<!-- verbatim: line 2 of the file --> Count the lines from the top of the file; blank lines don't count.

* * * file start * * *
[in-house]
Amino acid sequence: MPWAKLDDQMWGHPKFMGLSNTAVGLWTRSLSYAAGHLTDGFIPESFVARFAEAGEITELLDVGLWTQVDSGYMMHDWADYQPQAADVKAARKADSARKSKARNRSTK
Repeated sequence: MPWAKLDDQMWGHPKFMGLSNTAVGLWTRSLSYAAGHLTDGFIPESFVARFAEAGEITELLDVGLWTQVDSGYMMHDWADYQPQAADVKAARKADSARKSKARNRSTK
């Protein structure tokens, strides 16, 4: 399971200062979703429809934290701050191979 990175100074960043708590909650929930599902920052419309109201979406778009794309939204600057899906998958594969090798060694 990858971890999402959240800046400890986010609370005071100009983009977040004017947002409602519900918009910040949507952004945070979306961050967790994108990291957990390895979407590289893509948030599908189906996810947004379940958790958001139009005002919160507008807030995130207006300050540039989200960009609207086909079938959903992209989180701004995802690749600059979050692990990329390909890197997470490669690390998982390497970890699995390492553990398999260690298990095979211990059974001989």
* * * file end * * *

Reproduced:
Amino acid sequence: MPWAKLDDQMWGHPKFMGLSNTAVGLWTRSLSYAAGHLTDGFIPESFVARFAEAGEITELLDVGLWTQVDSGYMMHDWADYQPQAADVKAARKADSARKSKARNRSTK